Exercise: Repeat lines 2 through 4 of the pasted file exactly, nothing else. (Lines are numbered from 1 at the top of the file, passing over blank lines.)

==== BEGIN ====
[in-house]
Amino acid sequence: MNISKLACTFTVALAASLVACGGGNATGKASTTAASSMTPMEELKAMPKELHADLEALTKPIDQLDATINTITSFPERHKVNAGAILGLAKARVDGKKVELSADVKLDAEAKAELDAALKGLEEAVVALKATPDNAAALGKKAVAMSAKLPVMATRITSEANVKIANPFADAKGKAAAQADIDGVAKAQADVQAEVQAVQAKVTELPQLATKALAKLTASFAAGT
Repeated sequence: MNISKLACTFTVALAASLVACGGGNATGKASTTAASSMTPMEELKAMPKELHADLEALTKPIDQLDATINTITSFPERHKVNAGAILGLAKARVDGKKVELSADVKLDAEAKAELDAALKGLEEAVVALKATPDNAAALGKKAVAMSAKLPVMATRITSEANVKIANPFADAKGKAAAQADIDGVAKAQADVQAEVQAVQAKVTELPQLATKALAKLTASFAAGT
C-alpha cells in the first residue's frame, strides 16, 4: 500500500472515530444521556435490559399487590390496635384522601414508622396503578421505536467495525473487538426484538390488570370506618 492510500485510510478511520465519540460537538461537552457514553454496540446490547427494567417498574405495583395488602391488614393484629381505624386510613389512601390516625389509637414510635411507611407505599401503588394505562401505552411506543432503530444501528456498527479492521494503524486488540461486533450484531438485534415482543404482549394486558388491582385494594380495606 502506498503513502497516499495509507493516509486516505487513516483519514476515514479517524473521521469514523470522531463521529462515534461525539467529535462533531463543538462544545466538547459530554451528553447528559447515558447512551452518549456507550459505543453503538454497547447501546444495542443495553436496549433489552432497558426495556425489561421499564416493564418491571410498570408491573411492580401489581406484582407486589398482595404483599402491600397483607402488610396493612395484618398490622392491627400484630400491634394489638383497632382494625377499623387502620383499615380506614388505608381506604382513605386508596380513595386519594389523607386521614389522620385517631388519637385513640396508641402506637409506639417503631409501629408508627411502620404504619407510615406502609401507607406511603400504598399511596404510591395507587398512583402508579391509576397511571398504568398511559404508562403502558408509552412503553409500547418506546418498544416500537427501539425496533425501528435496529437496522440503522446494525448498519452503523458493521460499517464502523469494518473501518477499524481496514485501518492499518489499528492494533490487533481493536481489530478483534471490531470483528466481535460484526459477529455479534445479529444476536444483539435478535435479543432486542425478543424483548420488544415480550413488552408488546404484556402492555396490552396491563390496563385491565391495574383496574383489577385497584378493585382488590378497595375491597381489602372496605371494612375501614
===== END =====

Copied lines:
Amino acid sequence: MNISKLACTFTVALAASLVACGGGNATGKASTTAASSMTPMEELKAMPKELHADLEALTKPIDQLDATINTITSFPERHKVNAGAILGLAKARVDGKKVELSADVKLDAEAKAELDAALKGLEEAVVALKATPDNAAALGKKAVAMSAKLPVMATRITSEANVKIANPFADAKGKAAAQADIDGVAKAQADVQAEVQAVQAKVTELPQLATKALAKLTASFAAGT
Repeated sequence: MNISKLACTFTVALAASLVACGGGNATGKASTTAASSMTPMEELKAMPKELHADLEALTKPIDQLDATINTITSFPERHKVNAGAILGLAKARVDGKKVELSADVKLDAEAKAELDAALKGLEEAVVALKATPDNAAALGKKAVAMSAKLPVMATRITSEANVKIANPFADAKGKAAAQADIDGVAKAQADVQAEVQAVQAKVTELPQLATKALAKLTASFAAGT
C-alpha cells in the first residue's frame, strides 16, 4: 500500500472515530444521556435490559399487590390496635384522601414508622396503578421505536467495525473487538426484538390488570370506618 492510500485510510478511520465519540460537538461537552457514553454496540446490547427494567417498574405495583395488602391488614393484629381505624386510613389512601390516625389509637414510635411507611407505599401503588394505562401505552411506543432503530444501528456498527479492521494503524486488540461486533450484531438485534415482543404482549394486558388491582385494594380495606 502506498503513502497516499495509507493516509486516505487513516483519514476515514479517524473521521469514523470522531463521529462515534461525539467529535462533531463543538462544545466538547459530554451528553447528559447515558447512551452518549456507550459505543453503538454497547447501546444495542443495553436496549433489552432497558426495556425489561421499564416493564418491571410498570408491573411492580401489581406484582407486589398482595404483599402491600397483607402488610396493612395484618398490622392491627400484630400491634394489638383497632382494625377499623387502620383499615380506614388505608381506604382513605386508596380513595386519594389523607386521614389522620385517631388519637385513640396508641402506637409506639417503631409501629408508627411502620404504619407510615406502609401507607406511603400504598399511596404510591395507587398512583402508579391509576397511571398504568398511559404508562403502558408509552412503553409500547418506546418498544416500537427501539425496533425501528435496529437496522440503522446494525448498519452503523458493521460499517464502523469494518473501518477499524481496514485501518492499518489499528492494533490487533481493536481489530478483534471490531470483528466481535460484526459477529455479534445479529444476536444483539435478535435479543432486542425478543424483548420488544415480550413488552408488546404484556402492555396490552396491563390496563385491565391495574383496574383489577385497584378493585382488590378497595375491597381489602372496605371494612375501614